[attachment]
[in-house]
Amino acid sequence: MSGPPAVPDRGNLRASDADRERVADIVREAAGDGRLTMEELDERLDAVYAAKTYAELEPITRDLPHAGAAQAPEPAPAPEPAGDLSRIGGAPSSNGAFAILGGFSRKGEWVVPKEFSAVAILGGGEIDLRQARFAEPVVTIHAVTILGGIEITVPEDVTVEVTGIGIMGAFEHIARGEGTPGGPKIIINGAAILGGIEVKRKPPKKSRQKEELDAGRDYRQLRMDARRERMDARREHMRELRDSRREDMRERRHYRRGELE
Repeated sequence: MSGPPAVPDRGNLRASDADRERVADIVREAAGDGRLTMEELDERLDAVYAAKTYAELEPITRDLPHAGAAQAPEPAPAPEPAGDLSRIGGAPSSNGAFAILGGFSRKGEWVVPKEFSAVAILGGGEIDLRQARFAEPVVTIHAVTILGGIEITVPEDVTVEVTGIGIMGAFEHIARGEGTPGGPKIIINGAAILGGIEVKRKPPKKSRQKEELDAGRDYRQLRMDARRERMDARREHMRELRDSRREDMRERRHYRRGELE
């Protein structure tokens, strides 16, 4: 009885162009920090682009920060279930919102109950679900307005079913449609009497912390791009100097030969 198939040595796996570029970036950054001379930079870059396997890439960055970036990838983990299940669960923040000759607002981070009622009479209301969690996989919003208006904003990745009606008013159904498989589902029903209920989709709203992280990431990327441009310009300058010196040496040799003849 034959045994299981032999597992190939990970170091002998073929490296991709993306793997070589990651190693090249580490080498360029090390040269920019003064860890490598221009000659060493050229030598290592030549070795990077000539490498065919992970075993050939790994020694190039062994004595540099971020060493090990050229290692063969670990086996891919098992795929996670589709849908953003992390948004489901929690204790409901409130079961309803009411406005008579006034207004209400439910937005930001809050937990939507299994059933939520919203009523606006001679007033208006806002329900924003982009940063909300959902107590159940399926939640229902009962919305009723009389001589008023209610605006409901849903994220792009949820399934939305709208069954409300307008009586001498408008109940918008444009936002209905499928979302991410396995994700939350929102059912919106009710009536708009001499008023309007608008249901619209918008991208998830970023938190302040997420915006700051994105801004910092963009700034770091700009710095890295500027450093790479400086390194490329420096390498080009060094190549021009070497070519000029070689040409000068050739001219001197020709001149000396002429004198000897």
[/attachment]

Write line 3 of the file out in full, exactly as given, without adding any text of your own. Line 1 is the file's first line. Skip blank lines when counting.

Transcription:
Repeated sequence: MSGPPAVPDRGNLRASDADRERVADIVREAAGDGRLTMEELDERLDAVYAAKTYAELEPITRDLPHAGAAQAPEPAPAPEPAGDLSRIGGAPSSNGAFAILGGFSRKGEWVVPKEFSAVAILGGGEIDLRQARFAEPVVTIHAVTILGGIEITVPEDVTVEVTGIGIMGAFEHIARGEGTPGGPKIIINGAAILGGIEVKRKPPKKSRQKEELDAGRDYRQLRMDARRERMDARREHMRELRDSRREDMRERRHYRRGELE